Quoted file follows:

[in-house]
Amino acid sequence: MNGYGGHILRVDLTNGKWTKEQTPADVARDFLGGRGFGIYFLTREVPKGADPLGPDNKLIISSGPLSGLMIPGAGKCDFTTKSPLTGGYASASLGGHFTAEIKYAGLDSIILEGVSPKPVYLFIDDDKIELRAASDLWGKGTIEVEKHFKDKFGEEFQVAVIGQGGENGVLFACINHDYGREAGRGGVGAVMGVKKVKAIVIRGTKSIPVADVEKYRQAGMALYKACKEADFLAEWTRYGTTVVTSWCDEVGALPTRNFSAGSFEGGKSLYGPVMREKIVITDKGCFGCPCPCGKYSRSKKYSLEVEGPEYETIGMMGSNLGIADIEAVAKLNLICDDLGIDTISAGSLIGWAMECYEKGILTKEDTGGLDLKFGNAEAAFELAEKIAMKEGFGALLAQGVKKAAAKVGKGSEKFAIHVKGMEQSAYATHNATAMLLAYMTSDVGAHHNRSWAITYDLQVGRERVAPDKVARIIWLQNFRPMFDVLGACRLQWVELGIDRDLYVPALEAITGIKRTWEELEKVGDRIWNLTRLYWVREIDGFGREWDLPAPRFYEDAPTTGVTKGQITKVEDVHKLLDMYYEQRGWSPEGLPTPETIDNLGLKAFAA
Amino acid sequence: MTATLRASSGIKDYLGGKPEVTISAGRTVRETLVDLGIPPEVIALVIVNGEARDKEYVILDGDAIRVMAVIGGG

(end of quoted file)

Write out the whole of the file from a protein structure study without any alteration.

[in-house]
Amino acid sequence: MNGYGGHILRVDLTNGKWTKEQTPADVARDFLGGRGFGIYFLTREVPKGADPLGPDNKLIISSGPLSGLMIPGAGKCDFTTKSPLTGGYASASLGGHFTAEIKYAGLDSIILEGVSPKPVYLFIDDDKIELRAASDLWGKGTIEVEKHFKDKFGEEFQVAVIGQGGENGVLFACINHDYGREAGRGGVGAVMGVKKVKAIVIRGTKSIPVADVEKYRQAGMALYKACKEADFLAEWTRYGTTVVTSWCDEVGALPTRNFSAGSFEGGKSLYGPVMREKIVITDKGCFGCPCPCGKYSRSKKYSLEVEGPEYETIGMMGSNLGIADIEAVAKLNLICDDLGIDTISAGSLIGWAMECYEKGILTKEDTGGLDLKFGNAEAAFELAEKIAMKEGFGALLAQGVKKAAAKVGKGSEKFAIHVKGMEQSAYATHNATAMLLAYMTSDVGAHHNRSWAITYDLQVGRERVAPDKVARIIWLQNFRPMFDVLGACRLQWVELGIDRDLYVPALEAITGIKRTWEELEKVGDRIWNLTRLYWVREIDGFGREWDLPAPRFYEDAPTTGVTKGQITKVEDVHKLLDMYYEQRGWSPEGLPTPETIDNLGLKAFAA
Amino acid sequence: MTATLRASSGIKDYLGGKPEVTISAGRTVRETLVDLGIPPEVIALVIVNGEARDKEYVILDGDAIRVMAVIGGG